Published: April 16, 2013
A dozen years after the terrorist attacks of Sept. 11, 2001, an independent, nonpartisan panel’s examination of the interrogation and detention programs carried out in their aftermath by the Bush administration may seem to be musty old business. But the sweeping report issued on Tuesday by an 11-member task force convened by the Constitution Project, a legal research and advocacy group, provides a valuable, even necessary reckoning.
U.S. Engaged in Torture After 9/11, Review Concludes(April 16, 2013)
The work of the task force, led by two former congressmen — Asa Hutchinson, a Republican, who served in the Bush administration as under secretary of the Department of Homeland Security, and James Jones, a Democrat, who was an ambassador to Mexico during the Clinton years — is informed by interviews with dozens of former American and foreign officials, as well as with former prisoners.
It is the fullest independent effort so far to assess the treatment of detainees at Guantánamo Bay, in Afghanistan and Iraq, and at the C.I.A.’s secret prisons. Those who sanctioned the use of brutal methods, like former Vice President Dick Cheney, will continue to defend their use. But the report’s authoritative conclusion that “the United States engaged in the practice of torture” is impossible to dismiss by a public that needs to know what was committed in the nation’s name.
The report found that those methods violated international legal obligations with “no firm or persuasive evidence” that they produced valuable information that could not have been obtained by other means. This blunt language should help end a corrosive debate that has broken down on largely partisan lines.
Reaching a stronger national consensus on the issue of torture is crucial because, as the report says, “as long as the debate continues, so too does the possibility that the United states could again engage in torture.” The task force found that using torture — like waterboarding, slamming prisoners into walls, and chaining them in uncomfortable stress position for hours — had “no justification” and “damaged the standing of our nation, reduced our capacity to convey moral censure when necessary and potentially increased the danger to U.S. military personnel taken captive.” And in engineering “enforced disappearances” and secret detentions, the United States violated its international treaty obligations. A detailed 22-page appendix cites dozens of legal cases in which the United States prosecuted similar treatment or denounced it as torture when carried out by other countries.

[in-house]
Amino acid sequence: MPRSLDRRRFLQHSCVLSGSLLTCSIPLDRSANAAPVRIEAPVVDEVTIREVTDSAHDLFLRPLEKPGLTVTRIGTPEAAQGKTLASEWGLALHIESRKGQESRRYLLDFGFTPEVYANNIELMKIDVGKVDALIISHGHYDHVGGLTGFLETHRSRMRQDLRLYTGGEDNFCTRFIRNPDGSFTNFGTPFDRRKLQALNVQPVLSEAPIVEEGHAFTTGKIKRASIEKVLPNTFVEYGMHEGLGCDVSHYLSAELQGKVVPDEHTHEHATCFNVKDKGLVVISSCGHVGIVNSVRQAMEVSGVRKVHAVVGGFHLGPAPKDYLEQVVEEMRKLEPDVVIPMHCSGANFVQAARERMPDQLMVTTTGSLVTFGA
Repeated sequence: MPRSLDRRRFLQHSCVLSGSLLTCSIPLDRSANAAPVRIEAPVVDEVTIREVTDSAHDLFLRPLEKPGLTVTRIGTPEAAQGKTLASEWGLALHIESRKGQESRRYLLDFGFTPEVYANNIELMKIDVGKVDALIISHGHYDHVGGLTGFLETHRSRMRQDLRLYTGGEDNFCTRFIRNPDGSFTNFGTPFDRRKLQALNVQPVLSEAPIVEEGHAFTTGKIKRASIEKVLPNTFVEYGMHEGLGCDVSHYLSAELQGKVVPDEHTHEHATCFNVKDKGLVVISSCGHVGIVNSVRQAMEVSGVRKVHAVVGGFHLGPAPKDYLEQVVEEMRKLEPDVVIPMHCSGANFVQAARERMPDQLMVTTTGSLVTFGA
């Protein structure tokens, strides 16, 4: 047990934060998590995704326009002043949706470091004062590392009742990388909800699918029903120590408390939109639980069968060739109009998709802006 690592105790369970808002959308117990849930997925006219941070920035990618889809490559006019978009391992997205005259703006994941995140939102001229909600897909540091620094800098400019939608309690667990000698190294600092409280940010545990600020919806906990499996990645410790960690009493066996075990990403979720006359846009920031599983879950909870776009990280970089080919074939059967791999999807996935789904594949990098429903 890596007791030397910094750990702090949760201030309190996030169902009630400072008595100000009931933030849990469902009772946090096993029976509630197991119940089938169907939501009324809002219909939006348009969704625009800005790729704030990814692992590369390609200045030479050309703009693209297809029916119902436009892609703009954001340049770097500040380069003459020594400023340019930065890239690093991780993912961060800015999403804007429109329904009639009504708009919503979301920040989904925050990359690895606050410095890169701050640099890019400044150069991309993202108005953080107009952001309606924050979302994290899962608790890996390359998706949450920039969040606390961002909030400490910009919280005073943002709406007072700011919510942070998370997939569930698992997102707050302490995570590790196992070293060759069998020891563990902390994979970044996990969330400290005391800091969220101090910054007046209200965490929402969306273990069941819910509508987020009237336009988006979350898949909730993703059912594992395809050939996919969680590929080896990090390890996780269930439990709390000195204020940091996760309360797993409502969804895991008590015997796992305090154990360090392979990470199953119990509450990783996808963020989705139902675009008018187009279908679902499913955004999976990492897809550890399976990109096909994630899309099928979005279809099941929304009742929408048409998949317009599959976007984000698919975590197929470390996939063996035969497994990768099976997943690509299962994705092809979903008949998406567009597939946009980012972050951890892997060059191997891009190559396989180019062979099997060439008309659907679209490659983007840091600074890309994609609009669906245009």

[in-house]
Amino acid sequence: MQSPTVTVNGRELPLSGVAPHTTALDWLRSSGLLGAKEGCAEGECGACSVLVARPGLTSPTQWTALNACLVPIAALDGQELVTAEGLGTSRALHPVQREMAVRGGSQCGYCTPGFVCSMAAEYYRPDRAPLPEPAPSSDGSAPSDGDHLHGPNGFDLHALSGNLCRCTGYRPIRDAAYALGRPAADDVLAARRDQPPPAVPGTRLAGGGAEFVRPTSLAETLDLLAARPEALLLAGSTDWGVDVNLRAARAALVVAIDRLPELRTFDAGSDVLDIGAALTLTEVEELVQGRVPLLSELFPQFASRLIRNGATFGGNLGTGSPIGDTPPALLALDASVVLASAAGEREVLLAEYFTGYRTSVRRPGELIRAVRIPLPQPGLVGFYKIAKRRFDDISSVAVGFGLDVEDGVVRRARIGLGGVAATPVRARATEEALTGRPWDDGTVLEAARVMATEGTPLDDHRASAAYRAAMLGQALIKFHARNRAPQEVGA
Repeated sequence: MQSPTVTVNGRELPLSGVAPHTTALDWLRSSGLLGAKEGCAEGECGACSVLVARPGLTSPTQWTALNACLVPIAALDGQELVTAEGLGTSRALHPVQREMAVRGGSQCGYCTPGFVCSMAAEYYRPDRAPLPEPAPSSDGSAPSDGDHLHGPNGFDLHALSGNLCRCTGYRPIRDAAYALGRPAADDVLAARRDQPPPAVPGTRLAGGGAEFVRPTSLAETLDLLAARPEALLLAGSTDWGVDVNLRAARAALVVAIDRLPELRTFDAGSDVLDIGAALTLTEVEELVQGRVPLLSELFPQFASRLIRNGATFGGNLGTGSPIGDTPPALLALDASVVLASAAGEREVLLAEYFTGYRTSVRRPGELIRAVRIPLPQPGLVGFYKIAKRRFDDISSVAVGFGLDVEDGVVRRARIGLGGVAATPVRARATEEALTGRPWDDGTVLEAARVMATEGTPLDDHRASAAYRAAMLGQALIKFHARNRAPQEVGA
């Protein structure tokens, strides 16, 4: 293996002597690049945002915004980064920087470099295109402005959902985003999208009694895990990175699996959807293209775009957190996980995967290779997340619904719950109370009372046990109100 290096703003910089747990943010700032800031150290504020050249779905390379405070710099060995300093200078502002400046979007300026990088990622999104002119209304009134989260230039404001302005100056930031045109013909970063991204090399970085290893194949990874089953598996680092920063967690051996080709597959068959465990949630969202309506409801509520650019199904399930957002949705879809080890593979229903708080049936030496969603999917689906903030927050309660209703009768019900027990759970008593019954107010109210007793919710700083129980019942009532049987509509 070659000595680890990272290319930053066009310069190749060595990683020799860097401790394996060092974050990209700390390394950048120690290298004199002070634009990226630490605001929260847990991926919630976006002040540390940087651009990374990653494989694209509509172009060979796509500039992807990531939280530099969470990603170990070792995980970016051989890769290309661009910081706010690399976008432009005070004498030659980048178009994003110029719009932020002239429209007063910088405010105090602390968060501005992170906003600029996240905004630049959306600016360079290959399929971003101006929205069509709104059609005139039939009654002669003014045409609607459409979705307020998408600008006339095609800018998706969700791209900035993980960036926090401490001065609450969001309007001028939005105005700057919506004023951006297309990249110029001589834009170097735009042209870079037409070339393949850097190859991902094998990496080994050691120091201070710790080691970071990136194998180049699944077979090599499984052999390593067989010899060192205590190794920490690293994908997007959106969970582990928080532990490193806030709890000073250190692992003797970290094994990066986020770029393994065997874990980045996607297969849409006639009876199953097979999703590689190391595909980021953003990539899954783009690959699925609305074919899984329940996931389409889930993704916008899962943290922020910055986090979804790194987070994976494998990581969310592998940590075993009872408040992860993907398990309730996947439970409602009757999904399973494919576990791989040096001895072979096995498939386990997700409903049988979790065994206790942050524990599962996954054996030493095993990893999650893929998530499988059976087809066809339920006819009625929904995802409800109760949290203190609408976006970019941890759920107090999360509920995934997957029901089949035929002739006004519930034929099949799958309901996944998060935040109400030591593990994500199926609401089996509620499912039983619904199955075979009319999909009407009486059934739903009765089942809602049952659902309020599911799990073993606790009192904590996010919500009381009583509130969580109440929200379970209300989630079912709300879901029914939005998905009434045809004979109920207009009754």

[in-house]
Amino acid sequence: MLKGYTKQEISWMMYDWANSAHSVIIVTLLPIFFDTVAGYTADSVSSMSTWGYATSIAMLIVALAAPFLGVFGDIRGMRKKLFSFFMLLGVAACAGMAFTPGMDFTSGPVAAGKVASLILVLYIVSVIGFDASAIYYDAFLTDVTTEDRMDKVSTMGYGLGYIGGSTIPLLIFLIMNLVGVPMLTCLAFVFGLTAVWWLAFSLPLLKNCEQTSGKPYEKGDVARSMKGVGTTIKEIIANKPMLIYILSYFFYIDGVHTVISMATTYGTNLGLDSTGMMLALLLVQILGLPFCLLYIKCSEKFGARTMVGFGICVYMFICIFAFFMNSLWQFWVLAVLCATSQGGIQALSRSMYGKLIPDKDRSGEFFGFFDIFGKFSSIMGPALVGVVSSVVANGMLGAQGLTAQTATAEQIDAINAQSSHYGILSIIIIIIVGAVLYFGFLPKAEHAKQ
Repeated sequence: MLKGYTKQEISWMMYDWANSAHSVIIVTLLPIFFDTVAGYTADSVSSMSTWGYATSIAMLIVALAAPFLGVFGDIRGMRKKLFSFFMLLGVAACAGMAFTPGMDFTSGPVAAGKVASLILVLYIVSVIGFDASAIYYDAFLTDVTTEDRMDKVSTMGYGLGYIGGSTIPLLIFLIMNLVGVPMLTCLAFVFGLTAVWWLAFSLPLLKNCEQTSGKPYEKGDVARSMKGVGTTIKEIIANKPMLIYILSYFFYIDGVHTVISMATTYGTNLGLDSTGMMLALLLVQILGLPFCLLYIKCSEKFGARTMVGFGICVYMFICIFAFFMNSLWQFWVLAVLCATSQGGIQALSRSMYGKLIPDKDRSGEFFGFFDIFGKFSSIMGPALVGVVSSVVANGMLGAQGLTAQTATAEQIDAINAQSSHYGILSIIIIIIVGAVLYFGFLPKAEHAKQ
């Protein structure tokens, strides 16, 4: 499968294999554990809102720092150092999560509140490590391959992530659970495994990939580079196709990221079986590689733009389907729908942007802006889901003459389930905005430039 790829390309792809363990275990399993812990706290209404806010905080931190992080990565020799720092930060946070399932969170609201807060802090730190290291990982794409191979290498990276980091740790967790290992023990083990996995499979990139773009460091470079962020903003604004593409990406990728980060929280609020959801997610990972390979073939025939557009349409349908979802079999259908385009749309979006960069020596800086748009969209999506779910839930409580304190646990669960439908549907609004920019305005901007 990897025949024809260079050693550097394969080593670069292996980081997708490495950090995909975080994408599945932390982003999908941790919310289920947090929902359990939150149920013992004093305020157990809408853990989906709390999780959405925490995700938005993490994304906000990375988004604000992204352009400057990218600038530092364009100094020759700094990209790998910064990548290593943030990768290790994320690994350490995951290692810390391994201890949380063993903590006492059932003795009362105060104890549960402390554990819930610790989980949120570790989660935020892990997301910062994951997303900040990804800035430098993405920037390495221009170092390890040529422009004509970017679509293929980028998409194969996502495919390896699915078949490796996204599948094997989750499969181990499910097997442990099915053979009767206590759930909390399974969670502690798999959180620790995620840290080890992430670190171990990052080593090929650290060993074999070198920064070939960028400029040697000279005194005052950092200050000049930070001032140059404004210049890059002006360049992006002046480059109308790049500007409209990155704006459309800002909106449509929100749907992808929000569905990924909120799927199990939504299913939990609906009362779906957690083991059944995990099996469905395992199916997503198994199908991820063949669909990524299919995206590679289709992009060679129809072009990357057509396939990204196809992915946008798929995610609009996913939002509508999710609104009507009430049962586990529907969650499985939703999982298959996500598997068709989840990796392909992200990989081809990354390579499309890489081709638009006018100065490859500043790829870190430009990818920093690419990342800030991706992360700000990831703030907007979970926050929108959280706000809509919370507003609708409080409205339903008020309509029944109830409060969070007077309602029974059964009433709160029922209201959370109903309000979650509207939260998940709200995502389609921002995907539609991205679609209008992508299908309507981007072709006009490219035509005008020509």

Brutality is not uncommon in warfare. But, as the panel notes, there never was before “the kind of considered and detailed discussions that occurred after 9/11 directly involving a president and his top advisers on the wisdom, propriety and legality of inflicting pain and torment on some detainees in our custody.”
The panel further details the ethical lapses of government lawyers in the Bush years who served up “acrobatic” advice to justify brutal interrogations, and of medical professionals who helped oversee them. It is also rightly critical of the Obama administration’s use of expansive claims of secrecy to keep the details of rendition and torture from becoming public and to block victims’ lawsuits.
The report’s appearance all these years later is a reminder of the lost opportunity for a full accounting in 2009 when President Obama chose not to support a national commission to investigate the post-9/11 detention and interrogation programs. At that time, Mr. Obama said he wanted to “look forward, not backward.” But identifying past mistakes so they can be avoided is central to looking forward. The Constitution Project’s effort is a good step in that direction. But the portrait of what happened is still incomplete. For starters, a separate 6,000-page report by the Senate Intelligence Committee, based on Central Intelligence Agency records, has yet to be declassified and made public. The next step should be its release. There is no excuse for further delay.